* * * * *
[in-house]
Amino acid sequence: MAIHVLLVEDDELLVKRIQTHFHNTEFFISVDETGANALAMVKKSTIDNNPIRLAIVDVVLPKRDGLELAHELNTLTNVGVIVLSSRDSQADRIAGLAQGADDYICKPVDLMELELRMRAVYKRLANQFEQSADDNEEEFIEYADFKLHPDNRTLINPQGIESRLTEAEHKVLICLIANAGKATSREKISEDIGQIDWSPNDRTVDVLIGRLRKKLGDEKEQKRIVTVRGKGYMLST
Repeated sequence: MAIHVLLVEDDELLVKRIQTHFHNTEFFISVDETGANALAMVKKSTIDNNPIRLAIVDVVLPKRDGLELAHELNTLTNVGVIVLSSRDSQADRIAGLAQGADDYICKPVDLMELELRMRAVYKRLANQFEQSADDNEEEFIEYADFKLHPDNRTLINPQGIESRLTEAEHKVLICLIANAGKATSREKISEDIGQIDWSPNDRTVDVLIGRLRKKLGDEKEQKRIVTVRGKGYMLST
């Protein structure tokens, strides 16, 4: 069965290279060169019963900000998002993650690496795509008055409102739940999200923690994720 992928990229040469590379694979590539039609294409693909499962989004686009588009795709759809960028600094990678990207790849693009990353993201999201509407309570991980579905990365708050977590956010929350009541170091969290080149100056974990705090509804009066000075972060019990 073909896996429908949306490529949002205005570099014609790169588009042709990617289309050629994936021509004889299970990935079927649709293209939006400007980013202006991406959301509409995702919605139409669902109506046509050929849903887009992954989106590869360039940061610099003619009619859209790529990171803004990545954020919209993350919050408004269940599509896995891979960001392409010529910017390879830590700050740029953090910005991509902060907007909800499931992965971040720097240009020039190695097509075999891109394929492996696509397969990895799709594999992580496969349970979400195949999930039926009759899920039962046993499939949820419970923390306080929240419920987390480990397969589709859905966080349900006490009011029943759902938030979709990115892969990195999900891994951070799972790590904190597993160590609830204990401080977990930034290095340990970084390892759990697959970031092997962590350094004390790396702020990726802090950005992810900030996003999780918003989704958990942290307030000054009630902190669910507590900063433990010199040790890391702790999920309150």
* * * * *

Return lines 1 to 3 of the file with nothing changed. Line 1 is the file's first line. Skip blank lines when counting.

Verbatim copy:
[in-house]
Amino acid sequence: MAIHVLLVEDDELLVKRIQTHFHNTEFFISVDETGANALAMVKKSTIDNNPIRLAIVDVVLPKRDGLELAHELNTLTNVGVIVLSSRDSQADRIAGLAQGADDYICKPVDLMELELRMRAVYKRLANQFEQSADDNEEEFIEYADFKLHPDNRTLINPQGIESRLTEAEHKVLICLIANAGKATSREKISEDIGQIDWSPNDRTVDVLIGRLRKKLGDEKEQKRIVTVRGKGYMLST
Repeated sequence: MAIHVLLVEDDELLVKRIQTHFHNTEFFISVDETGANALAMVKKSTIDNNPIRLAIVDVVLPKRDGLELAHELNTLTNVGVIVLSSRDSQADRIAGLAQGADDYICKPVDLMELELRMRAVYKRLANQFEQSADDNEEEFIEYADFKLHPDNRTLINPQGIESRLTEAEHKVLICLIANAGKATSREKISEDIGQIDWSPNDRTVDVLIGRLRKKLGDEKEQKRIVTVRGKGYMLST